viernes, 8 de septiembre de 2017


Christa Zaat

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Newell Convers Wyeth (American artist and illustrator) 1882 - 1945
The Hurricane, 1935
oil on canvas
38 1/8 x 32 3/8 in. (96.8 x 82.2 cm.)
signed N.C. Wyeth (lower right) and titled The Hurricane (upper right)
private collection

Catalogue Note
N.C. Wyeth executed The Hurricane in 1935 as the period that is today known as “the golden age of illustration” drew to a close. By this time, Wyeth had established himself as a premier American illustrator after studying at Howard Pyle’s eponymous art school and selling his first drawing to The Saturday Evening Post in 1903. He gained further national recognition when he received a commission from Charles Scribner & Sons to illustrate Robert Louis Stevenson’s Treasure Island in 1911. Wyeth’s career continued to flourish until his death in 1945, by which time he had created nearly 4,000 illustrations for books and magazines.

Little, Brown & Company commissioned the present painting for the dust jacket of Charles Nordhoff and James Norman Hall’s novel The Hurricane, a sympathetic tale of life on a Polynesian island as seen through the eyes of Dr. Kersaint, a French medic. The authors detail the brutality of the island’s malevolent French colonial ruler, who controls all aspects of life except the forces of nature. In this work, Wyeth captures the dramatic moment when a hurricane wreaks havoc on the island, the scene for which the novel is named.

The artist wrote that, “Convincing illustration must ring true to life. The characters should be of flesh and blood, not puppets who strike attitudes for the sake of composition, or manikins which serve as drapes for clothes, however effective the costumes in themselves may be” (Douglas Allen and Douglas Allen, Jr., N.C. Wyeth: The Collected Paintings, Illustrations and Murals, New York, 1972, p. 128). In The Hurricane Wyeth achieves exactly this, capturing the human emotion of the moment and bringing the palpable tension of the storm to life. He frames the scene with curving tree branches, which simultaneously draw attention to the center of the composition and allude to the undeniable power of nature, a theme that is present throughout the novel.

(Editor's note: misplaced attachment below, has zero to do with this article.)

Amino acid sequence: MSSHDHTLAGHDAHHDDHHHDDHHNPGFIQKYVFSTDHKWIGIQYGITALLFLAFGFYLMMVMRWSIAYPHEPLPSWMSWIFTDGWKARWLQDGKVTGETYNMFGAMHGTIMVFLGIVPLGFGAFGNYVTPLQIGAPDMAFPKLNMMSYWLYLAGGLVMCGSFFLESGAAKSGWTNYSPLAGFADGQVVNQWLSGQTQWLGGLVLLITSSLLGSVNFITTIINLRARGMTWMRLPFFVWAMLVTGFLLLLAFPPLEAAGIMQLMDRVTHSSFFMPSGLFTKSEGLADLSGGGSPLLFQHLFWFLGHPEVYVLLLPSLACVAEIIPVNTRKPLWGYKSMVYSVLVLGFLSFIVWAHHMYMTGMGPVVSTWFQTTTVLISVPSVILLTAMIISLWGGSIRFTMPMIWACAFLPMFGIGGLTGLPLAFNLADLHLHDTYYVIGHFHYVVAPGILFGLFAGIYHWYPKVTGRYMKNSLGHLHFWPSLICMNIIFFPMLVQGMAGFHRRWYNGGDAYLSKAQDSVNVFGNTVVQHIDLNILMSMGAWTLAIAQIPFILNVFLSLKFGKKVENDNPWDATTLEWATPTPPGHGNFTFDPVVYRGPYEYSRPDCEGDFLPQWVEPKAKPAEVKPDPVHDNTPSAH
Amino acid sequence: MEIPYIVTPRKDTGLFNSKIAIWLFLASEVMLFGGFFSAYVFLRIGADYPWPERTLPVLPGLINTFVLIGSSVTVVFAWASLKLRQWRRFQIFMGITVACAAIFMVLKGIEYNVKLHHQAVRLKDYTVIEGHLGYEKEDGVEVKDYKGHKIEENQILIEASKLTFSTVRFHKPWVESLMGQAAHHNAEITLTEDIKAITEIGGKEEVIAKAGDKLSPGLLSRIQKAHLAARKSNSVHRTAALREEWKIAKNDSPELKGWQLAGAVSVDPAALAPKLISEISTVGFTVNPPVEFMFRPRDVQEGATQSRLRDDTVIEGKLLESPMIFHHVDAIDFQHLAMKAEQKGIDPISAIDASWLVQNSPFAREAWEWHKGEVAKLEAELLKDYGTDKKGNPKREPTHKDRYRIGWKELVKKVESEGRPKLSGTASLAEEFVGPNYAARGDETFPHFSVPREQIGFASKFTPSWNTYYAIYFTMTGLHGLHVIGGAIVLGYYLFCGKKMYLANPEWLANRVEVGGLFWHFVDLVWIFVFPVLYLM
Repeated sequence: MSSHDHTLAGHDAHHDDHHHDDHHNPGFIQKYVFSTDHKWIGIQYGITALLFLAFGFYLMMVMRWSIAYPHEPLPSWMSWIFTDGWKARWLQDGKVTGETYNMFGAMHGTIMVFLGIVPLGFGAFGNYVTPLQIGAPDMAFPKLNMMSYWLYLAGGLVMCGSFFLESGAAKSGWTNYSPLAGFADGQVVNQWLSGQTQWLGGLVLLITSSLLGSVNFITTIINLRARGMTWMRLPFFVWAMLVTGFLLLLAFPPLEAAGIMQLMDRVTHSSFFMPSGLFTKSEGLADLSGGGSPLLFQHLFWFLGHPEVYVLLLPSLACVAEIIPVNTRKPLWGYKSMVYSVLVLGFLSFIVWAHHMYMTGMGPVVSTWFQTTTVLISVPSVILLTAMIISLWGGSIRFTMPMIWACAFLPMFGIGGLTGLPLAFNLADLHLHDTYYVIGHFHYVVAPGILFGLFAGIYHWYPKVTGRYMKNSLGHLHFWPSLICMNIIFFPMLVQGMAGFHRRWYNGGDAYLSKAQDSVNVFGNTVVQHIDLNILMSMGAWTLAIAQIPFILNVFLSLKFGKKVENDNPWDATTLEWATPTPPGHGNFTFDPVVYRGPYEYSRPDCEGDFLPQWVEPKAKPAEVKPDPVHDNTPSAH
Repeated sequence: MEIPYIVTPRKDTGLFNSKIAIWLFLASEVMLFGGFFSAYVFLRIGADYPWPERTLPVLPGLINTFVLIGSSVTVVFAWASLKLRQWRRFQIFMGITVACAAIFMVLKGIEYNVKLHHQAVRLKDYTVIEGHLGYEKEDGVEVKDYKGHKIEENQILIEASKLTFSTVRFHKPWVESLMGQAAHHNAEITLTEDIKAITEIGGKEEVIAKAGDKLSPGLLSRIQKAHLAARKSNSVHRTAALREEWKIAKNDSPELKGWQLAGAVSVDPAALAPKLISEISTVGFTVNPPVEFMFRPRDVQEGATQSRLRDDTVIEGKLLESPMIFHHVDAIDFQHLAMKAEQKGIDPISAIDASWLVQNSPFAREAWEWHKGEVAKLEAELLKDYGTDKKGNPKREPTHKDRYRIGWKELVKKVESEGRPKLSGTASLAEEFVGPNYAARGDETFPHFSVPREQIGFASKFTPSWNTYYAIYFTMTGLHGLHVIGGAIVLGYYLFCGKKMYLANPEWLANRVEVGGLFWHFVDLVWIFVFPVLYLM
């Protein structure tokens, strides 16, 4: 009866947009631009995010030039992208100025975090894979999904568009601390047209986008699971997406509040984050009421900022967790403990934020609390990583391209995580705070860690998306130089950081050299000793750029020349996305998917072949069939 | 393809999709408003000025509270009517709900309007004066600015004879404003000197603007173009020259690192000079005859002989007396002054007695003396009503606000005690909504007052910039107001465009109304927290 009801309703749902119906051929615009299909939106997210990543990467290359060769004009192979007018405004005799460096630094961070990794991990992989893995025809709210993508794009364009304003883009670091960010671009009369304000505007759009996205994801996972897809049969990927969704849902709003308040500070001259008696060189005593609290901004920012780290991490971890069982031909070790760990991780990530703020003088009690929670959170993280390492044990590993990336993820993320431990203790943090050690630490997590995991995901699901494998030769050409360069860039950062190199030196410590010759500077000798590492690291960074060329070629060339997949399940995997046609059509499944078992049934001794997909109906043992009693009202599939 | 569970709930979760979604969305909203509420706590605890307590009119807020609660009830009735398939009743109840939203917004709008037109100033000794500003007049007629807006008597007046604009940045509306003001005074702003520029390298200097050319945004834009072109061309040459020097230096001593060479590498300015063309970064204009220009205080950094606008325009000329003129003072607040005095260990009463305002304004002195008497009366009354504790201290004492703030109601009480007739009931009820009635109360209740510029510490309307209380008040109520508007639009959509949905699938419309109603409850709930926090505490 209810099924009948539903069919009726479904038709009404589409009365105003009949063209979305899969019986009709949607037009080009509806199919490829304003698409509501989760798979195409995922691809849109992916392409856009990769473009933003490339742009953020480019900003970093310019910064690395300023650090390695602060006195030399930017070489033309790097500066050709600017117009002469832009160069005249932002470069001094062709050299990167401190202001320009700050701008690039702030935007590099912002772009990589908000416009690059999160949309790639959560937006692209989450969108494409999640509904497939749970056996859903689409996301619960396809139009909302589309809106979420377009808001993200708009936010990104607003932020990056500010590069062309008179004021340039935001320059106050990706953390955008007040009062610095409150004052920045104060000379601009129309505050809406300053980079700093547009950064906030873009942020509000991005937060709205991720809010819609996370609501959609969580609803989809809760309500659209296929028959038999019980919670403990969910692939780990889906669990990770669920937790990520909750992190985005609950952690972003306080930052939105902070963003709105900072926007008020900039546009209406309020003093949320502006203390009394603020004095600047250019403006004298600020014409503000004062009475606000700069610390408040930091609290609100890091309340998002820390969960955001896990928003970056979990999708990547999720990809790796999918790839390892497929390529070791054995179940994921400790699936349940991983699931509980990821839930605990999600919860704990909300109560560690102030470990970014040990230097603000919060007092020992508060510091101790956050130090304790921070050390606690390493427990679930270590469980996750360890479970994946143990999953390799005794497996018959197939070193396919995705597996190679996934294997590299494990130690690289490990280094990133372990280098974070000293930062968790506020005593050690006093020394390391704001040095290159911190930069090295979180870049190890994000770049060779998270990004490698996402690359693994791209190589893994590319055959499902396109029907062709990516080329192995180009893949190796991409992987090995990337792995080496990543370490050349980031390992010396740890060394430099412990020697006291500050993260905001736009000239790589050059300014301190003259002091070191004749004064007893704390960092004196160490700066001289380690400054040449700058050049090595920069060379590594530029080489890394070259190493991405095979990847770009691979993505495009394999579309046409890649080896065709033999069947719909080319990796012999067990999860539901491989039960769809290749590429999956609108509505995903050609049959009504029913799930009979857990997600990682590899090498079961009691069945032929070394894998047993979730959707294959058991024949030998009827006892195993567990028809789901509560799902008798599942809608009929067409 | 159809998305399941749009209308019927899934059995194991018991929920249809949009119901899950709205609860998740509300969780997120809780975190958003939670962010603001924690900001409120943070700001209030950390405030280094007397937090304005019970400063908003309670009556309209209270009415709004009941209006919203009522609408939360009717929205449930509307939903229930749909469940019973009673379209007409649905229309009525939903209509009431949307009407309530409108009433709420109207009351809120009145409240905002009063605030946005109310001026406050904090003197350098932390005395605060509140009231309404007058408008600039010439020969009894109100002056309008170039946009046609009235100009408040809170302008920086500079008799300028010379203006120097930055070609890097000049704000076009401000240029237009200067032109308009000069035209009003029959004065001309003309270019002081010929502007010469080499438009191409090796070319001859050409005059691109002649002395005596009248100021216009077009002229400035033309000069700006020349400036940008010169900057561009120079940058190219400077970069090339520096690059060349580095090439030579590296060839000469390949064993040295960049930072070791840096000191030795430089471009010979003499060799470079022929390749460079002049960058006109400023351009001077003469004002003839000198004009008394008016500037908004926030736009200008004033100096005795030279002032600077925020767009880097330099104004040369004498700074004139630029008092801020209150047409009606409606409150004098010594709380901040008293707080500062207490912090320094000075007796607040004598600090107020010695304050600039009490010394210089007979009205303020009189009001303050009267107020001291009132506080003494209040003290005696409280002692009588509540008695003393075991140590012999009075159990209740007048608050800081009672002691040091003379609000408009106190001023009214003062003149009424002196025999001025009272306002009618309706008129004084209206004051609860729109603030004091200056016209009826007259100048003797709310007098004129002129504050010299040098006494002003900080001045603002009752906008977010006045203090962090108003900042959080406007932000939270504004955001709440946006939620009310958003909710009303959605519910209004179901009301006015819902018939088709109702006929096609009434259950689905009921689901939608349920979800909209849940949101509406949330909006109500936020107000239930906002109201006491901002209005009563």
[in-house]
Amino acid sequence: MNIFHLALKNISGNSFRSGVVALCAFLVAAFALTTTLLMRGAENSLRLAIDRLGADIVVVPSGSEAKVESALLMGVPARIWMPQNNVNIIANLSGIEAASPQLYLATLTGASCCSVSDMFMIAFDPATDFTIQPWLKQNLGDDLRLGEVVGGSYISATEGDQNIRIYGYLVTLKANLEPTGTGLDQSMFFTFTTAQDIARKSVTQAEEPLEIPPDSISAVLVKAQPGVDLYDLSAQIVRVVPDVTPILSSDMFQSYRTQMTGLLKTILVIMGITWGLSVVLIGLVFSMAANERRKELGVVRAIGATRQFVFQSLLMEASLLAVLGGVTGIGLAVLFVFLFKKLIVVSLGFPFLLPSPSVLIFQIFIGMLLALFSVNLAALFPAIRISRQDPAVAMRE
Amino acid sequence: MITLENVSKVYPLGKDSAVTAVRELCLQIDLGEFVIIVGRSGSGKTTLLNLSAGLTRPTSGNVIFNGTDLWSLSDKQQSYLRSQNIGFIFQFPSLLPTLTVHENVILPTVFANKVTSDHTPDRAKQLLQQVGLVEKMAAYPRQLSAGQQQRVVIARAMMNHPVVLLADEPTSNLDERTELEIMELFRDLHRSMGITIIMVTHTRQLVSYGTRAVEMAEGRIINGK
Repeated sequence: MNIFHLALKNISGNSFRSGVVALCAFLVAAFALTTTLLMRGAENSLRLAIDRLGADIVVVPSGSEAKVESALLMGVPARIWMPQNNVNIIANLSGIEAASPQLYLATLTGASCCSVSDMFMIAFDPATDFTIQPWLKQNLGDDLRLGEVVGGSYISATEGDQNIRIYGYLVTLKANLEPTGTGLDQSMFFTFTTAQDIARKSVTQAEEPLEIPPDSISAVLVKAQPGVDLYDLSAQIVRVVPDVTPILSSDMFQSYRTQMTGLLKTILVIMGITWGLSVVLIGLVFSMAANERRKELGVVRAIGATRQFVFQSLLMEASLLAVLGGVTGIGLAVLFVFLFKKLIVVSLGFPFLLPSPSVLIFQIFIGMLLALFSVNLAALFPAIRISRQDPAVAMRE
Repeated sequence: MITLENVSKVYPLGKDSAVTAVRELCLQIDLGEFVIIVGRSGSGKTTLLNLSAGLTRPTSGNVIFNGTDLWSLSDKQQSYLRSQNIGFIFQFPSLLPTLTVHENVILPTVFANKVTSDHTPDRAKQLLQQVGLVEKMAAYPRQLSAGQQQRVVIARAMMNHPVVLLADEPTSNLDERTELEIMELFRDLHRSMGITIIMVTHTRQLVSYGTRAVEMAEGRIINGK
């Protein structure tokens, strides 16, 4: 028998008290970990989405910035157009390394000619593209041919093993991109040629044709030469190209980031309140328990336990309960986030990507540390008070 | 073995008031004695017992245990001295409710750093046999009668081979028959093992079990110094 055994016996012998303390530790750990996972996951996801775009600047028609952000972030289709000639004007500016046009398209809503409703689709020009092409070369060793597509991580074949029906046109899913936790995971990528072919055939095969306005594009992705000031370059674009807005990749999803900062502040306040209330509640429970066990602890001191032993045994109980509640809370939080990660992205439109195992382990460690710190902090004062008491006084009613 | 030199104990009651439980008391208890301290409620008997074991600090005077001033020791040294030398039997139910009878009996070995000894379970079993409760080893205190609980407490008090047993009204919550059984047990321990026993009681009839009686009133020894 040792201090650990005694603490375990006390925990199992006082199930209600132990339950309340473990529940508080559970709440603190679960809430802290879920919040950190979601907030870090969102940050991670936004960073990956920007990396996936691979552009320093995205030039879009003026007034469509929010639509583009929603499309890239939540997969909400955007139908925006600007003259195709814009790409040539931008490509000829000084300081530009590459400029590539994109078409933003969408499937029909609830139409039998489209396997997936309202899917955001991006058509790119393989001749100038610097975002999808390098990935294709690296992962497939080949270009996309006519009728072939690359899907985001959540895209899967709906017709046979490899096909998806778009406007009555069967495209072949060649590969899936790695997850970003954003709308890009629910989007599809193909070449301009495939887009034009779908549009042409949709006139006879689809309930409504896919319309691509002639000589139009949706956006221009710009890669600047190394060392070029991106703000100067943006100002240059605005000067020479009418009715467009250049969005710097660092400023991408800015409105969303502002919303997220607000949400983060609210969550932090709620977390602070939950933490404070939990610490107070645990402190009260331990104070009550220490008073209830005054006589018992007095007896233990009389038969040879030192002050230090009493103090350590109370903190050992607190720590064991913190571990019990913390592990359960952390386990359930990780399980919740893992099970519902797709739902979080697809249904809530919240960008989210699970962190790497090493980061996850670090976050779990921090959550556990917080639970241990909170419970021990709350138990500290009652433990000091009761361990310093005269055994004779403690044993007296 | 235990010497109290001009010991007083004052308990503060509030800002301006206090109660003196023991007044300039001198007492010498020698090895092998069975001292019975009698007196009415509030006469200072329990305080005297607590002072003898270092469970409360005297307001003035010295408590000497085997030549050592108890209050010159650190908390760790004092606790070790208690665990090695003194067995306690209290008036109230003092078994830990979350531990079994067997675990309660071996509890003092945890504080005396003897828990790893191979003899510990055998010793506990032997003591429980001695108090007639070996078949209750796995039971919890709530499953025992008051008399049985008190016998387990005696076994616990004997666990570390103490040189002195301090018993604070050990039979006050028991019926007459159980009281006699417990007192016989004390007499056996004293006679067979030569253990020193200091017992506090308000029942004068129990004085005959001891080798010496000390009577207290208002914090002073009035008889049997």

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Newell Convers Wyeth was encouraged to draw when he was a child. When he was about 20 years old he began working for a magazine, the Saturday Evening Post. They sent him to study southwest culture and for three months he lived among the Indians and herded sheep. He sketched and painted pictures to show what life was like among the Indians. He married and he and his wife raised five children. Their son Andrew became one of America's foremost artists. Andrew, who was ill when he was a child, was homeschooled and his father taught him how to be an artist. Two more of their children, Henrietta and Carolyn, and also their grandson, Jamie, (Andrew's son) became artists. Jamie, when he was 21, painted a portrait of John F. Kennedy. Jamie had also been homeschooled and trained by his father.

N.C. studied with Howard Pyle, a man who gave free art lessons to students that he thought had a lot of artistic ability. Wyeth became a book illustrator. The first book he illustrated was Robert Lewis Stevenson's Treasure Island. During his lifetime he drew and painted about 3,000 pictures and illustrated 112 books. In the 1930's he began painting a set of large murals for a life insurance company, but he and one of his grandsons were both killed in a car accident in 1945. His son Andrew and his son-in-law finished the work.

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